CGR E-Award 2004 - Working Outside the Box
Minister's Award for Innovation, 2004 - Ontario Ministry of Culture
The Ontario History Quest (OHQ) is an award-winning website dedicated to student learning and the discovery of Ontario's history — its people, their dreams, struggles and achievements. The OHQ is for students in grades 7, 8, 10 and 12 studying history from the 1780s to 1970s.
The website meets Ontario Ministry of Education curriculum expectations. For each grade, we provide Introductory Activities and a Webquest where students have the opportunity to learn about Ontario history through the exploration of original letters, diaries, pictures and other documents. Teacher packages are provided for each grade. Searchable databases of primary and secondary source materials are available to support the directed learning.
The website was developed by a partnership among the Toronto Public Library, the Archives of Ontario and the City of Toronto Archives. The project was made possible in part through the Ontario Ministry of Culture Library Strategic Development Fund: Digital Alliances Programme. The learning content was developed with the assistance of an educational consultant.
OHQ Phase 2 was developed in partnership with the Archives of Ontario, and Library and Archives Canada. This work was funded in part by the Ontario Ministry of Culture Library Strategic Development Fund: Digital Alliances Program, and the Department of Canadian Heritage Canadian Culture Online Programme.
Information on Project Development
The Ontario History Quest (OHQ) website provides student and teacher learning tools and brings together collections of three partner institutions — the Toronto Public Library, the Archives of Ontario and the City of Toronto Archives. Together, these learning tools and images document some 200 years of Ontario history from the 1780s to the 1970s.
The website has two key components:
- The Assignment Area was developed with the assistance of an educational consultant. It includes classroom-ready student resources that meet the expectations of the Ontario Ministry of Education curriculum for grades 7, 8, 10 and 12, and a teacher package for each grade. Each of the grade modules corresponds to a history course from the current Ontario curriculum. The area includes about 400 images from the collections of the partner institutions to support directed learning.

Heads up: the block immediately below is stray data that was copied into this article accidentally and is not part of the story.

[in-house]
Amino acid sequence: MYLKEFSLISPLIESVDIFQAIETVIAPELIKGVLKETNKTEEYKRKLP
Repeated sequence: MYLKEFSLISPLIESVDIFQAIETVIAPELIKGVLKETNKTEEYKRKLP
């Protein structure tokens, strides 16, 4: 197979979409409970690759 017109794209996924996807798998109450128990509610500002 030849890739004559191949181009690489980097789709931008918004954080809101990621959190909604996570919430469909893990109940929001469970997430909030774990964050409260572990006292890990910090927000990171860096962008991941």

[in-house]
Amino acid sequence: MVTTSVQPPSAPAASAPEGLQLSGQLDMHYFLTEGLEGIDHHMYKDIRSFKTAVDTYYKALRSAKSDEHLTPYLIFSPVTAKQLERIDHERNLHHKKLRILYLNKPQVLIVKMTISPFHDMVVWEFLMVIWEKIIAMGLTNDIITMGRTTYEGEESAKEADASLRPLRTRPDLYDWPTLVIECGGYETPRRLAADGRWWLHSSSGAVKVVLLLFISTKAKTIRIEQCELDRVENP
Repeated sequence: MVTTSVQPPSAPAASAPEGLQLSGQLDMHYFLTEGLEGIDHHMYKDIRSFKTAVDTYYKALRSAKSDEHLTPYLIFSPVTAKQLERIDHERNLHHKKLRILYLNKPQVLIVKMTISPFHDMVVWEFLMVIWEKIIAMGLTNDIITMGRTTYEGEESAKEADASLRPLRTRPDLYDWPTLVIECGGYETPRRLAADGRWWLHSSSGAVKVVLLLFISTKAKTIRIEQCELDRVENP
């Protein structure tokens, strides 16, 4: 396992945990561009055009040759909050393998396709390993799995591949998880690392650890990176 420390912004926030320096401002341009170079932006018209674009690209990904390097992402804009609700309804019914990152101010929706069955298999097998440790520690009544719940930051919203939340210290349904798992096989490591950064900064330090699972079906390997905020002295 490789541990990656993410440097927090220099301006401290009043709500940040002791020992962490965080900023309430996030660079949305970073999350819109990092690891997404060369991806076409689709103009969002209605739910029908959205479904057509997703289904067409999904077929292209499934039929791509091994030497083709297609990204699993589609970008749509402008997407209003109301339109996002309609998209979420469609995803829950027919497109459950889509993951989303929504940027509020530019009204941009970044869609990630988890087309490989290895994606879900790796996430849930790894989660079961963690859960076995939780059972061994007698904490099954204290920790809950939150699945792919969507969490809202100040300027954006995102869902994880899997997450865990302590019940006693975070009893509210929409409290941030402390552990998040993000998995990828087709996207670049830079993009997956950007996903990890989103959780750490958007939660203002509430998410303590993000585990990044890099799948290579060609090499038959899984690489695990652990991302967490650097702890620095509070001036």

The Research Area is intended for use by students in grades 10 and 12, but may also serve as a tool for self-discovery by students from the lower grades, as well as the general public. The site includes databases of over 4,400 images of primary and secondary sources from the collections of the partner institutions. You may search by keyword(s) during a particular time period that corresponds to a grade module or find more options in Advanced Search, such as Subjects and Format. Advanced Search provides boolean searches and full search of indexed fields.
The images for the OHQ project were contributed by three partners. The selection of items for digital conversion was designed to support the specific educational requirements for history courses for grades 7, 8, 10 and 12. Selection balanced the school course requirements (representing various historical time periods) with five collection material formats (books, ephemera, manuscripts, maps and pictures), aiming for equitable contribution from the three partners as well as reasonable thematic and geographic representation from across the province. The identification and review process involved representatives from the partner institutions and the educational consultant.
Copyright clearance was undertaken for collection items that were not in the public domain or where the owning institution neither had permission nor held copyright.
Over 4,400 images were created by scanning from original collection materials: books, ephemera, manuscripts, maps and pictures. This work was undertaken by the three partner institutions, except for a video clip from the Archives of Ontario that was converted externally.
Toronto Public Library
||Agfa Duoscan with Fotolook 3.5 scanning software|
||Scanmaker with ScanWizard Pro 3.06 scanning software|
||Jenoptik Eyelike Digital Camera System with proprietary scanning software|
||Image editing - Adobe Photoshop 7.0|
OCR - Abbyy FineReader 5.0 Pro
Compression - MrSID Geospatial Encoder 1.4
Archives of Ontario
||Howtek Scanmaster 2500 with scanning software|
||Adobe Photoshop 5.5|
City of Toronto Archives
||Adobe Photoshop 6.0|
A fully integrated metadata scheme was not developed for the OHQ. The three partners use very different metadata schemes for their varied collections (Rules of Archival Description, MARC, Dublin Core and other local practices). A common schema, based on the Dublin Core Metadata scheme used by the Library, was used to provide access across the collections of the partners.
Transcription was undertaken for selected items, such as handwritten letters and diaries.
Windows Media Player or Quicktime are required to view the video clip.
The OHQ user interface was specifically designed for students and teachers, recognizing specific course requirements as well as the range of potential users (novice to professional) and the varied physical environments in which the site may be used (home and classroom).